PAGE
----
When Romance Met ComedyWith When Romance Met Comedy, Caroline Siede examines the history of the rom-com through the years, one happily ever after (or not) at a time.  

Sitting around chatting with some friends after dinner recently, I mentioned there were a handful of Netflix original rom-coms I was planning to catch up on before writing this piece. It turns out everyone else in the group—people who aren’t paid to follow pop culture for a living—had already seen them all, and were more than happy to give me their rankings. The Kissing Booth was unanimously voted bottom of the barrel. The Perfect Date and Sierra Burgess Is A Loser sat somewhere in the middle. One person said she hated the recently released Someone Great. Someone else said it made her cry four times. My sister summed it up by saying, “It was pretty good for a movie you can just throw on Netflix.”

No other pop culture topic—not even Game Of Thrones—had united us as much as this conversation about Netflix romantic comedies. And while this rom-com-loving group hadn’t rushed out to theaters to see Isn’t It Romantic (which is very good, by the way), we’d all found time to check out Someone Great from the comfort of our living rooms. Through a mixture of savvy branding and genuine commitment to the genre, Netflix has established itself as a new home for easily watchable, easily accessible romantic fare. And it’s clearly working. The trailer for Ali Wong/Randall Park’s upcoming Netflix rom-com Always Be My Maybe made a huge splash when it debuted online.

Netflix’s rom-com domination really took off in 2018, with its “Summer of Love” slate—a series of new releases all themed around romance. According to the streaming platform, which is notoriously cagey about viewership numbers, more than 80 million Netflix subscribers from around the world have watched a “Summer of Love” title. The big turning point was June’s Set It Up, which earned critical praise and lots of positive buzz for unapologetically embracing a classic workplace rom-com feel. August’s To All The Boys I’ve Loved Before quickly became the jewel in Netflix’s rom-com crown—the best of the platform’s romantic comedy slate and a full-on cultural phenomenon. Casting announcements and behind-the-scenes details for the upcoming sequel are now tracked with a fervor usually reserved for superhero movies.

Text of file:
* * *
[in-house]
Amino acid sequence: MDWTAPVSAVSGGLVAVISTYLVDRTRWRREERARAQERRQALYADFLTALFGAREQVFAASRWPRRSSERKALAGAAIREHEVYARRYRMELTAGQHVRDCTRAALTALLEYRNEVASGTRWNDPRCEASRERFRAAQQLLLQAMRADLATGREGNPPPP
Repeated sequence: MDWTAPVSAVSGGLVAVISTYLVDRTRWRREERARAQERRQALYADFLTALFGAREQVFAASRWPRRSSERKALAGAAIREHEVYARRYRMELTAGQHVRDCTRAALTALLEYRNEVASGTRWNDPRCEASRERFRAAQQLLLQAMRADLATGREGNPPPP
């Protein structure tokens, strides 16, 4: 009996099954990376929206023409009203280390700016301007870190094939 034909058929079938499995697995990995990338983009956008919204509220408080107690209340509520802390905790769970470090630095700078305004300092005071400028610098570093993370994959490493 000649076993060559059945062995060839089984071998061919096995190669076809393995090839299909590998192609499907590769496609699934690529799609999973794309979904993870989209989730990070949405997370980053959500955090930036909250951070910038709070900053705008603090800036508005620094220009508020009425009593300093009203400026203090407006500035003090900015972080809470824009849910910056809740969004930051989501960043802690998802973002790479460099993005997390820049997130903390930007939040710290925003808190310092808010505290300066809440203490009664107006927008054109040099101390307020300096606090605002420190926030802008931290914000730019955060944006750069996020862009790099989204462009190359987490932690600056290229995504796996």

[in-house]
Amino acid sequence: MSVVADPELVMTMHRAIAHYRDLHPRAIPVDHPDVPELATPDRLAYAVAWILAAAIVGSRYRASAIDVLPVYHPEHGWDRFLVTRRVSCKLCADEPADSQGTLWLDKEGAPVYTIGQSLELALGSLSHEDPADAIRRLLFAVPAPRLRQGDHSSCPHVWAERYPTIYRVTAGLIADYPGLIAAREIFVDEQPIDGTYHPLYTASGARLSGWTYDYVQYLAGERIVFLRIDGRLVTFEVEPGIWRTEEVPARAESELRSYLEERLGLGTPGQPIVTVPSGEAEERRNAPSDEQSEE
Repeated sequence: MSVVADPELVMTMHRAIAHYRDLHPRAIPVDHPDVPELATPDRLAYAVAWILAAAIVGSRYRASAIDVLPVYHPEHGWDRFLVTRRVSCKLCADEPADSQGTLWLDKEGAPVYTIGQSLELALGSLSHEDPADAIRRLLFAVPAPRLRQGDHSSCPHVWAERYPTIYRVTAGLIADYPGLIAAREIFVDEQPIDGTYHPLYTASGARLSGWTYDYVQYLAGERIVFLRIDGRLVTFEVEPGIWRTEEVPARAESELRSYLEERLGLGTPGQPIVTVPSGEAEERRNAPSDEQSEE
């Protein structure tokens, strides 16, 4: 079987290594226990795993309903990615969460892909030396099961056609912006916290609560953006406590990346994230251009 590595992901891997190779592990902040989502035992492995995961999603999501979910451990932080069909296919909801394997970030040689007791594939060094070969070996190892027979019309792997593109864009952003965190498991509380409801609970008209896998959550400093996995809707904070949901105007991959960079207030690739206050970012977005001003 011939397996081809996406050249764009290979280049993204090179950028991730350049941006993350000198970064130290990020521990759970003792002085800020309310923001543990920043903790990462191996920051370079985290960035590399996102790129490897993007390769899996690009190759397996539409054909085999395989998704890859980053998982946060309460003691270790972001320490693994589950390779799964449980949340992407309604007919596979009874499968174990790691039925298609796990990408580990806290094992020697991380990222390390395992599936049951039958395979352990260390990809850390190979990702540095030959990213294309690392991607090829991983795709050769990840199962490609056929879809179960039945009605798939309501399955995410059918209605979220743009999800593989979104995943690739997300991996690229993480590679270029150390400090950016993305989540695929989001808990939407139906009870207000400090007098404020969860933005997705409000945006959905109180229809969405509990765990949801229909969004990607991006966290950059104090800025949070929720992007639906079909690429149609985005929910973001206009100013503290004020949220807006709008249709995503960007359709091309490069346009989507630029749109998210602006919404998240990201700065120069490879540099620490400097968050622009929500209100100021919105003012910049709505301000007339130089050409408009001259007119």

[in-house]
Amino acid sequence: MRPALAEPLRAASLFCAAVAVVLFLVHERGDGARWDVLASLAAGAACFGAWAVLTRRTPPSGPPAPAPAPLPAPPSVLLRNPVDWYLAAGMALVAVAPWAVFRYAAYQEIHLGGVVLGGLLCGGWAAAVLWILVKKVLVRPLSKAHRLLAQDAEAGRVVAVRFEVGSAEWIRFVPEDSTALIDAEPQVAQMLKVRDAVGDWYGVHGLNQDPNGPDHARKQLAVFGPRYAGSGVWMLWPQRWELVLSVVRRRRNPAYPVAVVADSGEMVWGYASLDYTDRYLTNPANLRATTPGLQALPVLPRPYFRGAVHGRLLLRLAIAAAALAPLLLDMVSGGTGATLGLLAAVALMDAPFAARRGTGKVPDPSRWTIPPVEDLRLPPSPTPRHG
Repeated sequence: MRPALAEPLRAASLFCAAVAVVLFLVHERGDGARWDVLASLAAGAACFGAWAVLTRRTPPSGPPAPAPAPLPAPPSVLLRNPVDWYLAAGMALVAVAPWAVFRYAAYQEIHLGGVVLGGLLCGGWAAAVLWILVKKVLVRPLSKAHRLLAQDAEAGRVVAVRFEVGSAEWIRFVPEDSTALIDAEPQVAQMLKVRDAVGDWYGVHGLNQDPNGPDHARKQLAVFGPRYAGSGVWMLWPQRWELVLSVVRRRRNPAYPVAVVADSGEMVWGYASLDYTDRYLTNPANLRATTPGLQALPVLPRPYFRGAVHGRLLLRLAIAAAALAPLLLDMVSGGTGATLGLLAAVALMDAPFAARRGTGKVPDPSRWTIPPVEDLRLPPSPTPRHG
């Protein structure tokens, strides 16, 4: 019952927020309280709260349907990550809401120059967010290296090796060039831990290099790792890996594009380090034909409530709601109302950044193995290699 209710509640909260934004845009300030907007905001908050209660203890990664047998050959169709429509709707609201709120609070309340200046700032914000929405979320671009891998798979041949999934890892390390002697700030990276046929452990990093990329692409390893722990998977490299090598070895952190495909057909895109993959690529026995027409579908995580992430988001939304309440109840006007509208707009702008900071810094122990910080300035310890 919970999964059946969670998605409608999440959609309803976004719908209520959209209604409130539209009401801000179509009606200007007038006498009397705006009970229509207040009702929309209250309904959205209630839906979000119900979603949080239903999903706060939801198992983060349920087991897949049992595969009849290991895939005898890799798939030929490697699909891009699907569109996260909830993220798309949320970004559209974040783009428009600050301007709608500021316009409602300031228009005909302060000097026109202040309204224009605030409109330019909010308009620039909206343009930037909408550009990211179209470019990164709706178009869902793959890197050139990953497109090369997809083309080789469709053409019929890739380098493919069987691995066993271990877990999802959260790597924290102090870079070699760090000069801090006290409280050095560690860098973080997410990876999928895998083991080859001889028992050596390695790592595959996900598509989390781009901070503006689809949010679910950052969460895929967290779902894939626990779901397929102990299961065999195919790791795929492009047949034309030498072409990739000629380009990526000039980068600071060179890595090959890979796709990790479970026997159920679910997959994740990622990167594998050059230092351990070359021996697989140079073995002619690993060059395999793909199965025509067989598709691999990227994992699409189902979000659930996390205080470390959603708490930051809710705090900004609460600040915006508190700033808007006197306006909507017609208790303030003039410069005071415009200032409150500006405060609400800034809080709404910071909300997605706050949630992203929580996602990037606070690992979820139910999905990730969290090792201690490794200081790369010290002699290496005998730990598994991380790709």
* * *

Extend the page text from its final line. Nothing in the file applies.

Based on the first in Jenny Han’s best-selling trilogy of young adult novels, To All The Boys I’ve Loved Before centers on introverted high school junior Lara Jean Covey (Lana Condor), whose world comes crashing down when her secret stash of love letters accidentally make their way out into the world. To avoid dealing with the fallout from the note sent to her older sister’s ex-boyfriend Josh Sanderson (Israel Broussard), Lara Jean pulls a classic screwball comedy move and impulsively kisses another letter recipient, Peter Kavinsky (Noah Centineo). Once Peter gets a handle on Lara Jean’s situation, he suggests they start fake dating each other so that Lara Jean can avoid Josh and he can win back his ex-girlfriend by making her jealous. They draw up a contract of ground rules (no to any more kissing, yes to Sixteen Candles-inspired back pocket spins), and set about duping their school—both in person and via social media. Soon enough, however, Lara Jean and Peter’s fake relationship leads to some real feelings.

Directed by Susan Johnson, To All The Boys combines the stylized cinematography of a Wes Anderson movie with the heart of a John Hughes film and the spirit of the best of the 1990s high school rom-coms—many of which also involved fake relationships and elaborate bets. To All The Boys is a throwback tribute with a contemporary spin, which makes it particularly welcome for a generation who came of age during the romantic comedy’s dry spell. In an L.A. Times article, Sierra Burgess Is A Loser star Shannon Purser (a.k.a. Barb from Stranger Things) noted that growing up, she and her Gen Z friends didn’t have many contemporary teen movies to watch.